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Joseph Mouallem

Computational Scientist / Research Software Engineer

Focus area:

                    • Dynamical Core development and algorithm implementation
                    • Multiple same level and telescoping grid nesting
                    • Duo-Grid and grid imprinting
                    • FV3 & SHiELD reproducibility and regression testing

Education and training:

                    • B.Sc. Mechanical Engineering, ULFG2, Lebanon
                    • M.Sc. Fluid mechanics, INSA Lyon, France
                    • Ph.D. Thermal and Fluids, University of Sao Paulo, Brazil
                    • Postdoctoral fellow and sessional lecturer, University of Waterloo, Canada

FV3 team

Contact Information:

Implementation of the Novel Duo-Grid in GFDL’s FV3 Dynamical Core

The gnomonic cubed-sphere grid has excellent accuracy and uniformity, but the ‘kink’ in the coordinates at the cube edges in the halo region can leave an imprint of the cube in the solution, and requires special edge handling. To reduce grid imprinting, we implement the novel ‘Duo-Grid’ within FV3. The Duo-Grid remaps a cube face’s data from neighboring face from kinked to natural locations along great circle lines using 1D piecewise linear interpolation. A 2D interpolation algorithm is used to fill correct data at the eight corners of the cubed-sphere needed for FV3’s 2D advection scheme. The Duo-Grid was tested in idealized tests using the 2D shallow water solver and the 3D hydrostatic and non-hydrostatic solvers: Rossby-Haurwitz wave lasts longer and the southern hemisphere of the baroclinic wave test is noise free. We found that error norms are greatly reduced and grid imprinting is practically eliminated when employing the Duo-Grid. These results indicate that FV3’s robustness has improved.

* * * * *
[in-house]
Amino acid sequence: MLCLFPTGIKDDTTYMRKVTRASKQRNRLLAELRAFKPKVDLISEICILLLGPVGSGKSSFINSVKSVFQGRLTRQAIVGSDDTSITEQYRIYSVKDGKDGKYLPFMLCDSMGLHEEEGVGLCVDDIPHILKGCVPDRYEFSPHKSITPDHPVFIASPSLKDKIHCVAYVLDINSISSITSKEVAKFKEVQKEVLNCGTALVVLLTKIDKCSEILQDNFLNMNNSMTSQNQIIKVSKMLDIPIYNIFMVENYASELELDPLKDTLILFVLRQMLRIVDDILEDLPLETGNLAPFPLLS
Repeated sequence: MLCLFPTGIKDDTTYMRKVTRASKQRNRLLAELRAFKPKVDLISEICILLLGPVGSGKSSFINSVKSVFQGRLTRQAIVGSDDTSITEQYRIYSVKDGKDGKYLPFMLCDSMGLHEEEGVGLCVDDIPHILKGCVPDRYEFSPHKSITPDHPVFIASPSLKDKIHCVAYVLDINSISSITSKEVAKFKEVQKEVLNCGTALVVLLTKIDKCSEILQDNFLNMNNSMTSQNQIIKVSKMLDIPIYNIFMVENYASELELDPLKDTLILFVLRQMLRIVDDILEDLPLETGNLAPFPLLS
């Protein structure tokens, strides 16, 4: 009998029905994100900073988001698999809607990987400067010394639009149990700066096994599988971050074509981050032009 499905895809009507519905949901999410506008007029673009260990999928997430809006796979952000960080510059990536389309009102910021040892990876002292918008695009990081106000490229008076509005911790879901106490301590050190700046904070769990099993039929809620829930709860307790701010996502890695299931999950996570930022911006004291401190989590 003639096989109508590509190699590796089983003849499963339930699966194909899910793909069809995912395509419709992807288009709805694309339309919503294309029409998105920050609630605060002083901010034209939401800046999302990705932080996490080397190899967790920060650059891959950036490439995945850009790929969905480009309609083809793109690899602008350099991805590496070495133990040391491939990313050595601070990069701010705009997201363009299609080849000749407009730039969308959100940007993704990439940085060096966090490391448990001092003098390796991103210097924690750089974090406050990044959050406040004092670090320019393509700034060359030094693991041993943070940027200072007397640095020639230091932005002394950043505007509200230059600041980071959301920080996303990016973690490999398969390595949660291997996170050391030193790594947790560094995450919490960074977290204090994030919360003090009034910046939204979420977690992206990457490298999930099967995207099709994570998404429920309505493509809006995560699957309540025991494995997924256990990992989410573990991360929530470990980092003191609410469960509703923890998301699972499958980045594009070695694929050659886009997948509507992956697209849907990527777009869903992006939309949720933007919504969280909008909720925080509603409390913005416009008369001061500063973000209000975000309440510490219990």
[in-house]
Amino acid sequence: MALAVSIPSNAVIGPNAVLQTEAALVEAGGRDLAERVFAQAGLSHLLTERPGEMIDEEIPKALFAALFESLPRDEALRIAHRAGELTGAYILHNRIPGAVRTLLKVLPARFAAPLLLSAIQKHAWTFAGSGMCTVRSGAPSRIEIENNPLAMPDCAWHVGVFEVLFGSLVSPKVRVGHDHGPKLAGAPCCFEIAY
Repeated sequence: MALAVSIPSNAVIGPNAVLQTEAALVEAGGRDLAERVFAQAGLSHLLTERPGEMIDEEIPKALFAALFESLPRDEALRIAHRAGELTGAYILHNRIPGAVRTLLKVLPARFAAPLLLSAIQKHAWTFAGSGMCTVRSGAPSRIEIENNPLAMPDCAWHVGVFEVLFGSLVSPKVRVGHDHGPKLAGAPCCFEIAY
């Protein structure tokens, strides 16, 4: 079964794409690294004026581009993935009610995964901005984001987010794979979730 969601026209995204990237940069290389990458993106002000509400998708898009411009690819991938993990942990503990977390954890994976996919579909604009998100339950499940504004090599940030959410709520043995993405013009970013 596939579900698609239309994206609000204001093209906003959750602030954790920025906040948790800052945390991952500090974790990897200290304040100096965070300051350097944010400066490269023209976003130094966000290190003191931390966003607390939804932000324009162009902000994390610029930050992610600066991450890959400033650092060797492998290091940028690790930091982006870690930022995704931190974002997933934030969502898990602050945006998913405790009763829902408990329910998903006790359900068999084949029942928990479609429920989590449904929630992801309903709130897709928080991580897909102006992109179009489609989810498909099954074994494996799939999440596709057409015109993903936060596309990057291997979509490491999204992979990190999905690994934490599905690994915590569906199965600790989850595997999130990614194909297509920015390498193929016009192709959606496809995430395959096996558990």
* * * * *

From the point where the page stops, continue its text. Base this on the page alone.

Multiple same-level and telescoping nesting in GFDL’s dynamical core

Two-way multiple same-level and telescoping grid nesting capabilities are implemented in FV3 using GFDL’s Flexible Modeling System (FMS). A nest is an additional grid that zooms in over a region of interest to resolve small-scale structures necessary to get a better forecast of localized weather events such as severe storms and hurricanes. A telescoping nest is a nest within a nest. The nested grids run concurrently on different sets of processors and interact with their parent grids, thus providing more accurate results on both grids and reducing load imbalances between different processors. Nests could be used in global and regional domains. Starting from the latest FV3 public release of 2021, multiple same level and telescoping nests are now fully functional and available for use by the broader scientific community. This will drastically improve the overall forecast performance, bringing unprecedented accuracy, and open the door to numerous research possibilities for scientists and meteorologists alike.


Targeted particle delivery via vortex ring reconnection: